Earlier this year, we brought news of a mobile payment system called Fortumo extending its support to Windows Phone and Windows 8. Fortumo allows developers to add mobile carrier billing to their games and apps, even on platforms that don’t normally support In-App Purchases like Windows Phone 7. Fortumo’s carrier billing can allow users living in countries where credit cards are uncommon to make online purchases that they would otherwise miss out on.
Fortumo support on mobile Windows Phone platforms is still fairly new, but one popular game has already integrated it: Ragdoll Run from Swedish developer Dawnbreak Studios. Ragdoll Run is a free to play game that also happens to be exclusive to Windows Phone 7, 8, and Windows 8. Just how well do the game’s the Fortumo payments work, and what made Dawnbreak decide on Fortumo integration? Head past the break for the full story.
Creating Ragdoll Run
Dawnbreak consists of two people: Mikael Litendahl and Sebastian Cederholm. The when the two started their studio in 2012, they decided to side with Windows Phone because it gave them a better chance at visibility than other mobile platforms. Both Mikael and Sebastian had experience with XNA and C#, which made it easy for them to start coding for Windows Phone 7.
Bringing Ragdoll Run from Windows Phone 7 to Windows Phone 8 and Windows 8 could have presented a real challenge if not for MonoGame. Using MonoGame, Dawnbreak quickly got the game up and running on the new Windows platforms. Of course, they also reworked the save system, screen resolution, 3D models, and textures to take advantage of Windows 8 in particular.
On Windows Phone, Ragdoll Run is sold both as a free, ad-supported game and an ad-less version for 99 cents. The Windows 8 version only comes in the free variety. Regardless of version, players earn a currency called Ragdollars by collecting coins and jewels as they play. Ragdollars can be spent on characters, upgrades, and themes.
As with Temple Run and other endless runners, Ragdoll Run players can also buy more currency as In-App Purchases (IAP). Naturally the game supports the standard integrated Microsoft payment (credit cards and other payments users have on file with Microsoft). But it also supports PayPal and Fortumo payments.
The Fortumo payment process
Ragdoll Run's mobile carrier billing screens
The game describes the Fortumo option as “Pay by Mobile.” Once the user selects that option, they must then select a quantity of Ragdollars to purchase and their country of residence. Finally, the user inputs his or her mobile number and completes the payment process.
Fortumo supports carrier billing in a lot of countries, but not all. Most conspicuously, Ragdoll Run does not offer mobile billing in the United States. It’s not that Fortumo doesn’t support US billing, just this particular game.
Fortumo tells us that US carriers manage the mobile payment ecosystem more than carriers in other parts of the world. Adding US payment support to Fortumo integration extends the time to market from one day to about a month. Credit card penetration is high enough in the US that developers like Dawnbreak often opt to support international carrier billing first and then add US billing down the road.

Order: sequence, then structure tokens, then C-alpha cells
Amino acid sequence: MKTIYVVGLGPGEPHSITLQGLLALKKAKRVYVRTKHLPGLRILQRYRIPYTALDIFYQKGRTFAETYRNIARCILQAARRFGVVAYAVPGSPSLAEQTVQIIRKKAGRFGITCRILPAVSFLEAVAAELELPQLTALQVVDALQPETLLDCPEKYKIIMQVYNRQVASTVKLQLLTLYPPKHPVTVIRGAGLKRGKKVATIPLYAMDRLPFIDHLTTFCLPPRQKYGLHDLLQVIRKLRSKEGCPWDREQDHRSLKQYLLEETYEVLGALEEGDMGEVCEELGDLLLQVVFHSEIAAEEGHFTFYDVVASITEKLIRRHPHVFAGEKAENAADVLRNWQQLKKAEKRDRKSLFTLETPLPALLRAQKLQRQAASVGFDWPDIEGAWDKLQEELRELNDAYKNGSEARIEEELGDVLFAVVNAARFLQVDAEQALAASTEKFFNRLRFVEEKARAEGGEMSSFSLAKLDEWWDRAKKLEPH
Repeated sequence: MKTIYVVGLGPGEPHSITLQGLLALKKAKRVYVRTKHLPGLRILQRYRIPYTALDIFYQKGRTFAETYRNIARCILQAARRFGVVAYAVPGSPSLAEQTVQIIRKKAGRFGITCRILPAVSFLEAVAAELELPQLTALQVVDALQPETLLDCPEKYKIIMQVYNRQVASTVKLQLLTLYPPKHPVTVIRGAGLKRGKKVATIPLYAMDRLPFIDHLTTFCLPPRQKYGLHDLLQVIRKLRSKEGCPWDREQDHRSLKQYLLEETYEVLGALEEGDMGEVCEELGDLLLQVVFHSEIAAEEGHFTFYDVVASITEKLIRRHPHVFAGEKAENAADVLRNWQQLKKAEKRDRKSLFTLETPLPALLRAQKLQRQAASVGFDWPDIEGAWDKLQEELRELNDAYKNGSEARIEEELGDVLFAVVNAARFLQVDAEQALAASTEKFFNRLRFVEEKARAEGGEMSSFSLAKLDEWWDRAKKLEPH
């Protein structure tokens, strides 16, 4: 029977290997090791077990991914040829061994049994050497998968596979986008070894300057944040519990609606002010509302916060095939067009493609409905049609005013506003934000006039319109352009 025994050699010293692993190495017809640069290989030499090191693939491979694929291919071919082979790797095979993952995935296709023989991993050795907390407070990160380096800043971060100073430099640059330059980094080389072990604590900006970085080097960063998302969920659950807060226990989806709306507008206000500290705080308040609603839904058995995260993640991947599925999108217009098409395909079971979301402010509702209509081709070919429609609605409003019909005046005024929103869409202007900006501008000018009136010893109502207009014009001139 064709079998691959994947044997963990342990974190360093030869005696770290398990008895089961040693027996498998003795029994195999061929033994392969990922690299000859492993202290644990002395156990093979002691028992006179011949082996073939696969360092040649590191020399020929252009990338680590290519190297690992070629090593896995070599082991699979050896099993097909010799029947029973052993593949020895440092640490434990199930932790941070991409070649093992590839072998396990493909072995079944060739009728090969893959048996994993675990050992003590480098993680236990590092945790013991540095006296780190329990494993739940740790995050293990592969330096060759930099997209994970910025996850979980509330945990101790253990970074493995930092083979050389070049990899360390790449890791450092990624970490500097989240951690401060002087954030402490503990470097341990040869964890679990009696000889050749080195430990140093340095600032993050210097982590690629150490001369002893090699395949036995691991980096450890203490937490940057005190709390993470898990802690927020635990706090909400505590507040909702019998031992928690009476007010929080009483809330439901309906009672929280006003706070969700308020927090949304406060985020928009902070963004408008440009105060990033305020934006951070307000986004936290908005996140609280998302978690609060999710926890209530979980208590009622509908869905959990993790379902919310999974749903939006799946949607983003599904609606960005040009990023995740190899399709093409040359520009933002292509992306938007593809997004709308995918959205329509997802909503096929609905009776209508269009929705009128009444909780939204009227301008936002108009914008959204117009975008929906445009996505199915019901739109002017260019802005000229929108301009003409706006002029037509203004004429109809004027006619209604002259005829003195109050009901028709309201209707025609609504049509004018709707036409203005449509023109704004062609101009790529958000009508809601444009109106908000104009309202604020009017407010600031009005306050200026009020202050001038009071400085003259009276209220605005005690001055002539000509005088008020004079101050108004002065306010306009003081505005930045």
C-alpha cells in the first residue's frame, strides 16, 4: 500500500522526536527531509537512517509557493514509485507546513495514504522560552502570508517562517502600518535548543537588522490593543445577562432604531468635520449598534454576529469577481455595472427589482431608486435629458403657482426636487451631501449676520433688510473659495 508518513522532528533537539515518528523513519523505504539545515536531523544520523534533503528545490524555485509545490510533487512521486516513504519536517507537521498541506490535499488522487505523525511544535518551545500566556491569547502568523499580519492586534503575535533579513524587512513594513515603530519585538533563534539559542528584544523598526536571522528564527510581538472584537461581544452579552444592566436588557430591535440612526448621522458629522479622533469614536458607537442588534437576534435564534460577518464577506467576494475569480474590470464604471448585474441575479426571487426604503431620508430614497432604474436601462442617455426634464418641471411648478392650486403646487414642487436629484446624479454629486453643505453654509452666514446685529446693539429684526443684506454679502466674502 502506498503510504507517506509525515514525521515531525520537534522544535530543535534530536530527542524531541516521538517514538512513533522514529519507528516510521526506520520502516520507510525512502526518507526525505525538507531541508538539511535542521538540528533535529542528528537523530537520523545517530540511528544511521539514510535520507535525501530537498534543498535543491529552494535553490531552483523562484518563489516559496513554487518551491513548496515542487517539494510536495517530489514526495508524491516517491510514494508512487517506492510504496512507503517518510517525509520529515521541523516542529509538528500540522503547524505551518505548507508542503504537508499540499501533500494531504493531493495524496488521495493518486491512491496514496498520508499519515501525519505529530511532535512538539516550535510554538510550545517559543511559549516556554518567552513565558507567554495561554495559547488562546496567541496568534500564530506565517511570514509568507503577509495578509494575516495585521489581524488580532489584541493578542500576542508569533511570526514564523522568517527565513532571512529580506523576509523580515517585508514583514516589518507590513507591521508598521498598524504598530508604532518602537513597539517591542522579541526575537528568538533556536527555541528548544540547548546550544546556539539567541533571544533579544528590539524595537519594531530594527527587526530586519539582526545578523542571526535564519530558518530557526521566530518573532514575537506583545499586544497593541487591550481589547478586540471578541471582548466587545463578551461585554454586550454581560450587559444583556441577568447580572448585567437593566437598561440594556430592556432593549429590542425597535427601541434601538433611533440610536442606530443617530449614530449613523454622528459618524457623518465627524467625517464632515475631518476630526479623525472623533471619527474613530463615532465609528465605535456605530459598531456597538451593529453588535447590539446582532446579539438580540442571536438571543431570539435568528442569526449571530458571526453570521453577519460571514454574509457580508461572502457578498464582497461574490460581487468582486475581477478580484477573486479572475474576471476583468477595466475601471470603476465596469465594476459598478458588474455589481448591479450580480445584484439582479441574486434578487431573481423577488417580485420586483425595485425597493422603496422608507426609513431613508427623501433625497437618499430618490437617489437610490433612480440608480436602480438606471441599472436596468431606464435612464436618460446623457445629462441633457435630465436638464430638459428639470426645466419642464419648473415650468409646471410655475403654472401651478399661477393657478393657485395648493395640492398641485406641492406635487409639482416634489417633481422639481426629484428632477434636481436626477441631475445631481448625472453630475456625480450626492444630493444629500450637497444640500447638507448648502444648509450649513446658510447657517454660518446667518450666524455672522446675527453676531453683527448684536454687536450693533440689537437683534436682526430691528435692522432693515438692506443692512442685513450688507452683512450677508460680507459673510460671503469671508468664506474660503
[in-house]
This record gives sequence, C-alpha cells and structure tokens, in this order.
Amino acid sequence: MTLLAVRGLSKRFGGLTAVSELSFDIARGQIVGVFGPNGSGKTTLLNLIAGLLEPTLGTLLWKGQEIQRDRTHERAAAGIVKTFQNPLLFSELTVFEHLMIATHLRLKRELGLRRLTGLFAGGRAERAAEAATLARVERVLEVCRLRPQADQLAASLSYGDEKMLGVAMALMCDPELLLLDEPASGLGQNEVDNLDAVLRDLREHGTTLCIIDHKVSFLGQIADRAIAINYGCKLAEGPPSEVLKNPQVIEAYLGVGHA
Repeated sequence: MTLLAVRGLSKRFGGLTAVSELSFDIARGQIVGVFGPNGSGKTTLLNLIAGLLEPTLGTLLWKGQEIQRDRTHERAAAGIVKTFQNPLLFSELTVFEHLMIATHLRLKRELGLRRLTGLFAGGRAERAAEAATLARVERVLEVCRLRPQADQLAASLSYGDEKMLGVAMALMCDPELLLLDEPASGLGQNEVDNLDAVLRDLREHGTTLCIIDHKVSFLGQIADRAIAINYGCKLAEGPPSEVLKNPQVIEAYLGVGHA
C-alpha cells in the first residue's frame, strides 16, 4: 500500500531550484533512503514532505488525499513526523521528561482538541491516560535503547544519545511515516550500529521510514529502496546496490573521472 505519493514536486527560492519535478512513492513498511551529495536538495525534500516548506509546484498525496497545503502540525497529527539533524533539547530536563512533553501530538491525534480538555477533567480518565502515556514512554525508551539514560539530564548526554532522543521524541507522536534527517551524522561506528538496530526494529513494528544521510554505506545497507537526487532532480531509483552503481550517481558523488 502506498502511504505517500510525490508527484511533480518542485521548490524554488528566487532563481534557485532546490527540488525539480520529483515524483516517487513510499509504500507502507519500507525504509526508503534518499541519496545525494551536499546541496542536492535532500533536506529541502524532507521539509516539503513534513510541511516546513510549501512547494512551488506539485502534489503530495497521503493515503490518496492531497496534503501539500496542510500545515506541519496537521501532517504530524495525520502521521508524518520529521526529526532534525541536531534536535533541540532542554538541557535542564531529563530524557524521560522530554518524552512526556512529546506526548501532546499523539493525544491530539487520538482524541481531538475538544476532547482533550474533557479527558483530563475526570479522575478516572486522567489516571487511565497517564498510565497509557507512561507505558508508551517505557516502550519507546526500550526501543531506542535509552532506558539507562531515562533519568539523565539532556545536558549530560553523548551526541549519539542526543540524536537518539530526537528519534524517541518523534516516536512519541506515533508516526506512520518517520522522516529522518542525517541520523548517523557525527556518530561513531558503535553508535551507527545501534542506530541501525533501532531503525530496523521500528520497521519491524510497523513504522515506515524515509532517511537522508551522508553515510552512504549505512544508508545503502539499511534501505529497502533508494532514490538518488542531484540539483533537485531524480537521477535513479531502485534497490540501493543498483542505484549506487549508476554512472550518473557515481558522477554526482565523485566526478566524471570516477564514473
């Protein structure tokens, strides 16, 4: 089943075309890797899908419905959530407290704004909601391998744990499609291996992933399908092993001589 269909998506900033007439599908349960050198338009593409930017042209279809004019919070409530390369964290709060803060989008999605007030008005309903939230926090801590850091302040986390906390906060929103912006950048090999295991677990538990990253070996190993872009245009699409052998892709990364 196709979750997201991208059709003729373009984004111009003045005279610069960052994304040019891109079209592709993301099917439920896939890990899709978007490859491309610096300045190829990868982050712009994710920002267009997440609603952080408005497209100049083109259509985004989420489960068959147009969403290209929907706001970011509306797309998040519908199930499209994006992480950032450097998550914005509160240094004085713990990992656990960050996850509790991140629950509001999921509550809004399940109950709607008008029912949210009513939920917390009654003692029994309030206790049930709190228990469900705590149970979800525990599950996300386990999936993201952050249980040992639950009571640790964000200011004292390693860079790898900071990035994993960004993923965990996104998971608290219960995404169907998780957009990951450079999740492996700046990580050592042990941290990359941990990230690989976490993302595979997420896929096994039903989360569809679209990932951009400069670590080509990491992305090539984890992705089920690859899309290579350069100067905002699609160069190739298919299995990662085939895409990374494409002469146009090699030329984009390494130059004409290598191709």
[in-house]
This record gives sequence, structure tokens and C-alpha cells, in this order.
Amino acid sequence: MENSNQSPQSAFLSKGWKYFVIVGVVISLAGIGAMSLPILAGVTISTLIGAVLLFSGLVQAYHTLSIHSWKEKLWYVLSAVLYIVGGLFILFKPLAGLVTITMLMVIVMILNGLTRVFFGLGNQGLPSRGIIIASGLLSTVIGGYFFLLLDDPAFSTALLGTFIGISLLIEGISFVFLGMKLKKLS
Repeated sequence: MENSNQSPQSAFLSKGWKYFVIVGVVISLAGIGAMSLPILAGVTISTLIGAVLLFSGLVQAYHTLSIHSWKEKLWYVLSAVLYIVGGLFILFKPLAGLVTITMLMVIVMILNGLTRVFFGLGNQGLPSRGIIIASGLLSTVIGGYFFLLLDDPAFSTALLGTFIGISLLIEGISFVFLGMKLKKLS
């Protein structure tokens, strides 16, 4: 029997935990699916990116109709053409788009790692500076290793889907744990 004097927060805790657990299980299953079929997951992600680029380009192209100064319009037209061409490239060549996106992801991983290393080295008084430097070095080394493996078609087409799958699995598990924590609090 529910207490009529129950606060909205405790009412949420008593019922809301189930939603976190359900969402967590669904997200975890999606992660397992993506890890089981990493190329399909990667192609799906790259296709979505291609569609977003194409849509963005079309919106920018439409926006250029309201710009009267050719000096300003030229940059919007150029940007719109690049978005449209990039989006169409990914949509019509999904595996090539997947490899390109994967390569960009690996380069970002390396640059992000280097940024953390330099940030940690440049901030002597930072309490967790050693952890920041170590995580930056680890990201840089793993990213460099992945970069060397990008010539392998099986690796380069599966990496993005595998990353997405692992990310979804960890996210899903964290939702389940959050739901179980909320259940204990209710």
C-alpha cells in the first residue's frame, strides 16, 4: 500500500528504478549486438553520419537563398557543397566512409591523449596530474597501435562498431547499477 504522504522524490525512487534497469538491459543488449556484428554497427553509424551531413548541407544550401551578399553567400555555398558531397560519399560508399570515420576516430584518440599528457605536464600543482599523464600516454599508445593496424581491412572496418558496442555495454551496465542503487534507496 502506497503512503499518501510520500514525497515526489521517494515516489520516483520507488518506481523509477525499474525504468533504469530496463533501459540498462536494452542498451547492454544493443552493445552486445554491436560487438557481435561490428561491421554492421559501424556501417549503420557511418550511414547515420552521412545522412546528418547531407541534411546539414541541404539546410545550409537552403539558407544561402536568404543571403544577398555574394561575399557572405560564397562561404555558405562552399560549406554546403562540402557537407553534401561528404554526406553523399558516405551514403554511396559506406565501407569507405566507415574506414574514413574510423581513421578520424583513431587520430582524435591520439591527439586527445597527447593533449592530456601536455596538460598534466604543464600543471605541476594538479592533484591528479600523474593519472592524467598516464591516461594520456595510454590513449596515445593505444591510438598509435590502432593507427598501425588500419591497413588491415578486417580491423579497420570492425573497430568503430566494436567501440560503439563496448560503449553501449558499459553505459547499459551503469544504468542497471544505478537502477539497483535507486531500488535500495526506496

Fortumo integration versus PayPal
Fortumo supports US carrier billing, though Ragdoll Run does not.
Fortumo prides itself on providing easier integration for developers than PayPal. How much easier though? Sebastian Cederholm of Dawnbreak tells us:
"In [our point of view] as .NET developers PayPal was a bit off a hassle. Most of the examples [provided by PayPal] regarding .NET related to old technologies like WebForms.
Fortumo was easier to work with since the examples they provide are built by a clear step by step system that is easy to understand regardless of what language you as a developer choose to work with.
Another important reason why Fortumo took less time was that we pretty much [copy and pasted] the examples, tried them on our page, and then modified as we went along. PayPal required a greater understanding of the process. That being said, PayPal was not that hard to get up and running. It's just that Fortumo was much easier."
A cuddly-cool runner
Ragdoll Run is an endless runner that stands out with its bright, adorable visuals and multitude of unlockable characters. It uses an angled perspective that we don’t see in most 3D runners. Players can even rotate the level geometry in order to find safer paths or collect more treasures.
My only complaint is the UI looks a bit scattershot on Windows 8, with an abundance of clutter and buttons spaced oddly around the screen in most menus. But if you’re looking for a running game that isn’t just a Temple Run clone, Ragdoll Run is definitely worth a try.
As for Fortumo, another Windows 8 game called No Brakes Rally has already integrated their mobile carrier billing. Fortumo tells us that several more developers have signed up, so we should see carrier billing become more common as time passes. Developers can sign up with Fortumo at Fortumo.com/windows8 or browse the Fortumo technical documentation.
- Ragdoll Run – Windows Phone 7 and 8 – 24 MB – Free – Store Link
- Ragdoll Run (Premium) – Windows Phone 7 and 8 – 24 MB – $.99 – Store Link
- Ragdoll Run – Windows 8 and RT – 51 MB – Free – Store Link
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